Anal. Calcd for C13 H25 N3 O6 (319.36): C, 48.89; H, 7.89; N, 13.16. Found: C, 48.38; H, 7.85; N, 12.91.

EXAMPLE 3

Poly (3,6-dioxaoctamethylene xylaramide

To methanol (50 mL) was added methanol esterified xylaric acid (0.25M, 16.0 mL, 4.00 mmol) and 3,6-dioxaoctamethylene diamine (592 mg, 4.00 mmol). The reaction mixture was stirred for 6 h at room temperature. The reaction was concentrated under reduced vacuum to give poly(3,6-dioxaoctamethylene xylaramide) (0.92 g, 85%) as a syrup. Trituration with acetone did not give a solid.

EXAMPLE 4

Approximately 100 mg of each of the polymers prepared in the manner of Examples C, D, and 1-3 and selected polymers of U.S. Pat. No. 4,833,230 was dissolved in 1.0 mL of deionized water. From this half of the volume was applied to a microscope slide and dispersed as much as possible. The slide was then placed in an oven, preheated to 60° C., for one hour. The slides were allowed to cool to room temperature. The general appearance of each residue was noted. If the residue was transparent and smooth then it was classified as a film. If the residue was transparent and cracked it was classified as a cracked film. If the residue was not transparent it was classified as crystalline. The results are tabulated in Table I below. It can be seen that poly(3,6-dioxaoctamethylene o-glucaramide) (Example 1) and poly(4-aza-4-methylheptamethylene D-glucaramide) (Example 2) and poly(3,6-dioxaoctamethylene xylaramide) (Example 3) yielded clear films but poly(4-aza-4-methylheptamethylene galactaramide) (Example C) and poly(3,6-dioxaoctamethylene galactaramide) (Example D) formed cracked films.

EXAMPLE 5

Using the same solutions of polymers as in Example 4, using a nine inch disposable pipet, two drops of the polymer solution were placed on the center of a microscope slide. On this was placed, at 90° C., a second microscope slide which spread the liquid evenly between the two glass surfaces. The slides were warmed in an oven, preheated to 60° C., for 10 hours. The slides were allowed to cool to room temperature, then pulled apart and a qualitative assessment of the relative forces required to separate the slides was made. The results expressed in the range from 0 (no adhesion) to ++ (strong adhesion) are shown in Table I below.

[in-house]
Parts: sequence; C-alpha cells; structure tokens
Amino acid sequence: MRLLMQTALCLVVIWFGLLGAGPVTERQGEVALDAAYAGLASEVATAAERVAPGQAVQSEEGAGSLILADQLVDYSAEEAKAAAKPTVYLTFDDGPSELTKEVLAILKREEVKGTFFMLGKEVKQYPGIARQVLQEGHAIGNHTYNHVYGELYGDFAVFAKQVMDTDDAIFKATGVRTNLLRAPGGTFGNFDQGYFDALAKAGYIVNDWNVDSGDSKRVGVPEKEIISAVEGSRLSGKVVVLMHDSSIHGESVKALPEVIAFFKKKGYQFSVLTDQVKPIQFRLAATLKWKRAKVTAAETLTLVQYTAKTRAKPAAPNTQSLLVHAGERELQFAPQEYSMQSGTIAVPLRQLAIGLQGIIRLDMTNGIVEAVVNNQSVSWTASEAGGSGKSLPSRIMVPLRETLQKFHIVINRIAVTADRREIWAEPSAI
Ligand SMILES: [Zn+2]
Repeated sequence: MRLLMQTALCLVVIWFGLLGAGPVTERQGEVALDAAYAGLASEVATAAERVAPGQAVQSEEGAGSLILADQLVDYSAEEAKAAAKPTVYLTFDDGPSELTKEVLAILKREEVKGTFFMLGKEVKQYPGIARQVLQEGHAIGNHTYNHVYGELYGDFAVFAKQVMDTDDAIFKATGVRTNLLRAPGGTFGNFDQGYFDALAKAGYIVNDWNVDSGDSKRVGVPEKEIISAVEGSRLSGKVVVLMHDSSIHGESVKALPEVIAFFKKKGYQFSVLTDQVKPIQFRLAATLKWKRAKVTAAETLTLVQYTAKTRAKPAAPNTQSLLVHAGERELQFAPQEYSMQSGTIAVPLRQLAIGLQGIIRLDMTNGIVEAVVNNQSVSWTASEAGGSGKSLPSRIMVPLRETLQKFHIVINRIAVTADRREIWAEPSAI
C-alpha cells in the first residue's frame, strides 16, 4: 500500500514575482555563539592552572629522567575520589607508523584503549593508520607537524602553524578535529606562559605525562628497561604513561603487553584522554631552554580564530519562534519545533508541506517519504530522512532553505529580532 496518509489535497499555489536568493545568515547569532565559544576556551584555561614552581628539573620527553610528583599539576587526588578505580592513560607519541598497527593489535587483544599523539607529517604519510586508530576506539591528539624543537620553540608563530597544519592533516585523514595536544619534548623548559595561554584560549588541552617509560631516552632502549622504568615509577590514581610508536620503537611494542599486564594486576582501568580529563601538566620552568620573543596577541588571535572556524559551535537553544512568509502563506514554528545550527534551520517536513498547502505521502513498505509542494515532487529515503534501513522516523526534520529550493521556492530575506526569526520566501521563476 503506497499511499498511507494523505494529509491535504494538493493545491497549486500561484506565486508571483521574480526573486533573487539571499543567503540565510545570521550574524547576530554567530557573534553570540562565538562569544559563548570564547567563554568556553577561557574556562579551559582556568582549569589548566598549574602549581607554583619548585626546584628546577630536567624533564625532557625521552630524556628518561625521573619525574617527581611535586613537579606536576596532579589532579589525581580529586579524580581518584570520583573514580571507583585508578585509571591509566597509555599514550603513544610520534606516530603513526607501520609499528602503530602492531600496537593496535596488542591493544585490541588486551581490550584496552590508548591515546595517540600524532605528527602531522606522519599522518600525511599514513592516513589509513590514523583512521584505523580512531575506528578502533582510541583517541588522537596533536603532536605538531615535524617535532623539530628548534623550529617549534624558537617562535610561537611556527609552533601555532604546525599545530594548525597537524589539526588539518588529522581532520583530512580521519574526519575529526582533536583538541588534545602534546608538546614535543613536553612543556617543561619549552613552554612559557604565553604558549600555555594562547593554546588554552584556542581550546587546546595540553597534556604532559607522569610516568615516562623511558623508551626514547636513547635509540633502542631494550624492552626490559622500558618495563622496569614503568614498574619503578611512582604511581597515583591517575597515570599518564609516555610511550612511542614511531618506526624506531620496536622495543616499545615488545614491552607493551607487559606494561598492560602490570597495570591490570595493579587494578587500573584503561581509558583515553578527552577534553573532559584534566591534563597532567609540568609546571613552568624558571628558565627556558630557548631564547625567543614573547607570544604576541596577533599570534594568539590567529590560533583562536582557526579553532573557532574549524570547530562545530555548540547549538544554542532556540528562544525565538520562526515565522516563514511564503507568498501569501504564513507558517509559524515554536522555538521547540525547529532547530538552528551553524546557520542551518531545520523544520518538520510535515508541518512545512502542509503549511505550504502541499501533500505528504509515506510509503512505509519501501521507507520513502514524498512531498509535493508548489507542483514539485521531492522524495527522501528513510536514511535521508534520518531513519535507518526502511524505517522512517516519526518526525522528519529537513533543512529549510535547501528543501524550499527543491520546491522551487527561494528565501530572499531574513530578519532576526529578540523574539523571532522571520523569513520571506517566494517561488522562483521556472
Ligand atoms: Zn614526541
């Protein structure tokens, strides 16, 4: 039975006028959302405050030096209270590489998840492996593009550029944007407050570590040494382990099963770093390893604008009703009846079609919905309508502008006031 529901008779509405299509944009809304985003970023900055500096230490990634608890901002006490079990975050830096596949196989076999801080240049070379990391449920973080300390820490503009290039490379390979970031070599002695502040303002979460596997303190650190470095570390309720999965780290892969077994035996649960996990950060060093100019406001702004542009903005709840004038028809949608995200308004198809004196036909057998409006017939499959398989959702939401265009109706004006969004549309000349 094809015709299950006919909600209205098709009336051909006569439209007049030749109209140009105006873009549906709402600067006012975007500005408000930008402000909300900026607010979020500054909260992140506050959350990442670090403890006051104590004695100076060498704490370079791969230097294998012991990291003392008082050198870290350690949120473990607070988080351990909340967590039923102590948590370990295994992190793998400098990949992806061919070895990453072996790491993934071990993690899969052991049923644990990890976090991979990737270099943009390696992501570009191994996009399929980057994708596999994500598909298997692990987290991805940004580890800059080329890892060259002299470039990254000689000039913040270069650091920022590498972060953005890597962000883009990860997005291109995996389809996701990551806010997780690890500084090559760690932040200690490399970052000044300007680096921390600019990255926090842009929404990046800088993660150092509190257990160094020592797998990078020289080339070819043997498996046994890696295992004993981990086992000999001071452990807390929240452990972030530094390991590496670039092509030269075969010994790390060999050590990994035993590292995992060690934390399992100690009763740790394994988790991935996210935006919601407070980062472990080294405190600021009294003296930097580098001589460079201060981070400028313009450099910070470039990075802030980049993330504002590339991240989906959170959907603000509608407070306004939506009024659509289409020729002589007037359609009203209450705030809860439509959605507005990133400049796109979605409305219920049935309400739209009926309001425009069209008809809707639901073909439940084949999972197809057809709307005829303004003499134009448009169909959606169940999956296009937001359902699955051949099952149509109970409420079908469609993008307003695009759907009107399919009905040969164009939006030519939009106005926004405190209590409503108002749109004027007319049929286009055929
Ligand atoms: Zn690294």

TABLE I__________________________________________________________________________FILM AND ADHESIVE EVALUATION                              RESULTGLU XYL  GAL C2        C4          C6            C12               MPHDA                    33NME                         EDR148                              FILM  ADHESIVE__________________________________________________________________________X   -- --  X --          --            -- --   --   --   CFX   -- --  --        X --            -- --   --   --   CFX   -- --  --        --          X -- --   --   --   PPTX   -- --  --        --          --            X  --   --   --   PPTX   -- --  --        --          --            -- X    --   --   F     +X   -- --  --        --          --            -- --   --   X    F     ++X   -- --  --        --          --            -- --   X    --   F     ++--  -- X   --        --          X -- --   --   --   PPT--  -- X   --        --          --            X  --   --   --   PPT--  -- X   --        --          --            -- X    --   --   PPT   0--  -- X   --        --          --            -- --   --   X    CF    0--  -- X   --        --          --            -- --   X    --   CF    0--  X  --  --        --          --            -- X    --   --   F     ++--  X  --  --        --          --            -- --   X    --   F--  X  --  --        --          --            -- --   --   X    F__________________________________________________________________________ C2, C4, C6, C12 and MPMDA are polymers of U.S. Pat. No. 4,833,230 having ethyteriediamine, tetramethytenediainine, hexamethylenediamine, dodecamethytenediamine and methyipentamethyienediamine residues respectively 33NME and EDR148 are polymers having 4aza-4-methytheptamethytene and 3,6dioxaoctamethytene residues respectively F = FILM CF = CRACKED FILM PPT = CRYSTALLINE
EXAMPLE 6

Synthesis of blocked copolymer polyamides utilizing esterified xylaric acid, a second esterified aldaric acid and one diamine Poly(4-aza-4-methylheptamethylene xylaramide)-co-(4-aza-4methylheptamethylene D-glucaramide).